A computer is a device that can be instructed to carry out sequences of arithmetic or logical operations automatically via computer programming. Modern computers have the ability to follow generalized sets of operations, called programs. These programs enable computers to perform an extremely wide range of tasks.
Computer science is the study of the theory, experimentation, and engineering that form the basis for the design and use of computers. It is the scientific and practical approach to computation and its applications and the systematic study of the feasibility, structure, expression, and mechanization of the methodical procedures (or algorithms) that underlie the acquisition, representation, processing, storage, communication of, and access to, information. An alternate, more succinct definition of computer science is the study of automating algorithmic processes that scale. A computer scientist specializes in the theory of computation and the design of computational systems. See glossary of computer science.
I was particularly interested in that, in working on Jurassic Park that aspect of what are the negative parts. Because in talking with the people who were doing this kind of research what I was hearing was that the most responsible of them were deciding not to proceed down certain lines of inquiry which is really a new phase in science. Traditionally in science what the scientists themselves have said is: "I might as well do it, because if I don't, someone else will. It is going to happen inevitably." I think there's recognition now, that it's no so inevitable and it's quite conceivable that if I don't do this research neither will anyone else. It's simply too dangerous.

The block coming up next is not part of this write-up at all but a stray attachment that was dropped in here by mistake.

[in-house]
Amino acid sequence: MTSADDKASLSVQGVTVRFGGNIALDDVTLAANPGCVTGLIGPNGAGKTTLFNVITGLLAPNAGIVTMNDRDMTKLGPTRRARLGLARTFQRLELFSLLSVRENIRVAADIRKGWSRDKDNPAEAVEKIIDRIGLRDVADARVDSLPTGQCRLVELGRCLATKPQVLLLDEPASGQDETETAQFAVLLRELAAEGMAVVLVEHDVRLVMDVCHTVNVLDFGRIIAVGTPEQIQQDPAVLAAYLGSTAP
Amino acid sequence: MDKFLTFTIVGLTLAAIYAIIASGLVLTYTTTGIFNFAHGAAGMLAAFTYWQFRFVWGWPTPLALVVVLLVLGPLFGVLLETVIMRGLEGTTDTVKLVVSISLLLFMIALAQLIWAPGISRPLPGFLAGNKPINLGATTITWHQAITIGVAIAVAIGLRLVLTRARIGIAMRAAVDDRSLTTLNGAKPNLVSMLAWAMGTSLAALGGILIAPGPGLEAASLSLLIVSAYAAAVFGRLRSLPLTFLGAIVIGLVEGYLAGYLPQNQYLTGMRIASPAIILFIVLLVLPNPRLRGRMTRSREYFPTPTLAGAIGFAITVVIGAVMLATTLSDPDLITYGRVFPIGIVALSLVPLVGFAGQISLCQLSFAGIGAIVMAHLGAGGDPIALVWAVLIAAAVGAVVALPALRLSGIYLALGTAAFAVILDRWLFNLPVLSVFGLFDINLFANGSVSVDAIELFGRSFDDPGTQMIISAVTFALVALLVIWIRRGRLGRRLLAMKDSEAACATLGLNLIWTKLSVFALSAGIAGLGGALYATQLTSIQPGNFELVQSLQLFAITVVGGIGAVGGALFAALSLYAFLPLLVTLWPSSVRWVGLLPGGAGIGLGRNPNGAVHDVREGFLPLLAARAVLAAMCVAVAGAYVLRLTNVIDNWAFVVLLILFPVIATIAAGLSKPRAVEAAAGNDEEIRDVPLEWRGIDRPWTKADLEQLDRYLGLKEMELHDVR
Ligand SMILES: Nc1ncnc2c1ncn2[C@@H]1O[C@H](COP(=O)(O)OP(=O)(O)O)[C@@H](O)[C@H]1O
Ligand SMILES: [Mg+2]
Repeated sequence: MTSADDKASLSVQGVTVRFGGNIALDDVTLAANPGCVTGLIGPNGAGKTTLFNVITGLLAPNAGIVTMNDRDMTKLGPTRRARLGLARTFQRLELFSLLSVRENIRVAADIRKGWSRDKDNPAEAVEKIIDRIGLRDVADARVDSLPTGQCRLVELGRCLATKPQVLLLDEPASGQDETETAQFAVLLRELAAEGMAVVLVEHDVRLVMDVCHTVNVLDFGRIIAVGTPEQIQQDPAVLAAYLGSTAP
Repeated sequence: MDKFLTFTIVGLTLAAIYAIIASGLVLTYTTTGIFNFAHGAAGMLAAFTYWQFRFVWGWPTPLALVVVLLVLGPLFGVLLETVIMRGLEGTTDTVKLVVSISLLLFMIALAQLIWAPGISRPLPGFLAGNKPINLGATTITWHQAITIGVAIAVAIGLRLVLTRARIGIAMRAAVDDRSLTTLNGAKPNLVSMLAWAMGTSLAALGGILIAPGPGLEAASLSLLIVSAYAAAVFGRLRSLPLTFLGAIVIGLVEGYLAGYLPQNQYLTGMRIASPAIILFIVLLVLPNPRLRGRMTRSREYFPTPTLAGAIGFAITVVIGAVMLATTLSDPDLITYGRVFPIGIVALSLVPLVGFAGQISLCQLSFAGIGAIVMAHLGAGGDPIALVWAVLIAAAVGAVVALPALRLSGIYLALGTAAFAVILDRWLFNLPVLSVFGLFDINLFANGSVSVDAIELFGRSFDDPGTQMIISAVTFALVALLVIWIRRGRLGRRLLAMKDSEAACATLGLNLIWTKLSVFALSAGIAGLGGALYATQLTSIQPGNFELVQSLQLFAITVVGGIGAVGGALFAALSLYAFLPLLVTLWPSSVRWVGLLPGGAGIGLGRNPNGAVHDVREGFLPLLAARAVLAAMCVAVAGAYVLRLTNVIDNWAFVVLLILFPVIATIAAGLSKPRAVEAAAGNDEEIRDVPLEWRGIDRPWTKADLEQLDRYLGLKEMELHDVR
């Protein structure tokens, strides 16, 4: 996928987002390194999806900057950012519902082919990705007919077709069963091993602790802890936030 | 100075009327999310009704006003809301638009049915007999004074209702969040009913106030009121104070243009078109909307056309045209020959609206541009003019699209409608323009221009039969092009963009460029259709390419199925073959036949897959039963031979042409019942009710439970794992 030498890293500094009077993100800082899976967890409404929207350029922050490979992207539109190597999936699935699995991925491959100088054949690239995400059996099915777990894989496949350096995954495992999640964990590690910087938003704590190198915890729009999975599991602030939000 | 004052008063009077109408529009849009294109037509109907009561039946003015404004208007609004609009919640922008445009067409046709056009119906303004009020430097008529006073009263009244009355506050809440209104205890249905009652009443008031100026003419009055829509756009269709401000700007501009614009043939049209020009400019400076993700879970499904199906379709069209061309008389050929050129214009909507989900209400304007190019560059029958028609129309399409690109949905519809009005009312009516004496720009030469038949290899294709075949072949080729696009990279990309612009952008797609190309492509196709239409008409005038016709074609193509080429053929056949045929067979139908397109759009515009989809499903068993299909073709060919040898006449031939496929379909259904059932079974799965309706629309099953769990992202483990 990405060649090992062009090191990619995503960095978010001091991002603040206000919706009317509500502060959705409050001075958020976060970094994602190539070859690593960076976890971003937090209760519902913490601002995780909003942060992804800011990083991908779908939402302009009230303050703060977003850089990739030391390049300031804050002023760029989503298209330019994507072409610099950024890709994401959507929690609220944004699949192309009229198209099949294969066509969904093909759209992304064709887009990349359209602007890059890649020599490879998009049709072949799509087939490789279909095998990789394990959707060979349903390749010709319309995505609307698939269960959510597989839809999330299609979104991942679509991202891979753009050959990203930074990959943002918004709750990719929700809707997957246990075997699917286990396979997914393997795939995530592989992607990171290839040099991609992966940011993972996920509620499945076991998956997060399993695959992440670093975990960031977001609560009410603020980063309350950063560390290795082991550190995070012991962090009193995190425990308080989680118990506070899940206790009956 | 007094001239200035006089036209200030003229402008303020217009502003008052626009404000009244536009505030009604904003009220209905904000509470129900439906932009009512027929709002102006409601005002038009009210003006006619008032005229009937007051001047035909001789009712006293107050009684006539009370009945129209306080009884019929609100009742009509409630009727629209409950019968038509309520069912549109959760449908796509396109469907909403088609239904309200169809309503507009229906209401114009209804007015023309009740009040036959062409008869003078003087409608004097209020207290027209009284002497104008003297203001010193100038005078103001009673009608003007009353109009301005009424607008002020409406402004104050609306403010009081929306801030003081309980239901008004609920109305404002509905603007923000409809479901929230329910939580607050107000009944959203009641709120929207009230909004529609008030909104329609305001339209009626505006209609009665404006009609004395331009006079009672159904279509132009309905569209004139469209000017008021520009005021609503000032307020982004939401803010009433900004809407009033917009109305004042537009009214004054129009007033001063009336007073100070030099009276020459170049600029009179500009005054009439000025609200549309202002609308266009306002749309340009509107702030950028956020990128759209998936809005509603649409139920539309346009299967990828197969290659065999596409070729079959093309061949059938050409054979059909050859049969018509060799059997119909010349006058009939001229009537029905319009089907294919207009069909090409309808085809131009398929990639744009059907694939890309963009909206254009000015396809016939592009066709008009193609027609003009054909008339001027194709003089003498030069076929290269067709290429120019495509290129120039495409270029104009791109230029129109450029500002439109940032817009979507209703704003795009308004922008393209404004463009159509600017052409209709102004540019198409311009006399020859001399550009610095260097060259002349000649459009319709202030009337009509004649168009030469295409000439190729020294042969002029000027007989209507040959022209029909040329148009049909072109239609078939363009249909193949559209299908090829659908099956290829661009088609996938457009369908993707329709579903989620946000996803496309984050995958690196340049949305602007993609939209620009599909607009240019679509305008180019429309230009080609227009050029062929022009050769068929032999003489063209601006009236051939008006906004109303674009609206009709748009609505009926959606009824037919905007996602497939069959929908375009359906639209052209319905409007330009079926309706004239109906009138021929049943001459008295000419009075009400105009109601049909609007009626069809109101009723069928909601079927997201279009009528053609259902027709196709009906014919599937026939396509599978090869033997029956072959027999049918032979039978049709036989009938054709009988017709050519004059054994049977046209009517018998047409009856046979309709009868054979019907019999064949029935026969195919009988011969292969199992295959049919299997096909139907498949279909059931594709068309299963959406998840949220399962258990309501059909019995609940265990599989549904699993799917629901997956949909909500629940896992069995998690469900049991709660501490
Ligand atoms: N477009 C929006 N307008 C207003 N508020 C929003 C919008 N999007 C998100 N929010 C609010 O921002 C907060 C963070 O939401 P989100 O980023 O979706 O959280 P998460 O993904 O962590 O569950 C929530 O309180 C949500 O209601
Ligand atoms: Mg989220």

Michael Crichton, interview Lost World section of Beyond Jurassic Park DVD.
The objective world of science has nothing in common with the world of things-in-themselves of the metaphysician. The metaphysical world, assuming that it has any meaning at all, is irrelevant to science.
A. D'Abro, The Evolution of Scientific Thought from Newton to Einstein (1927) footnote, p. 152.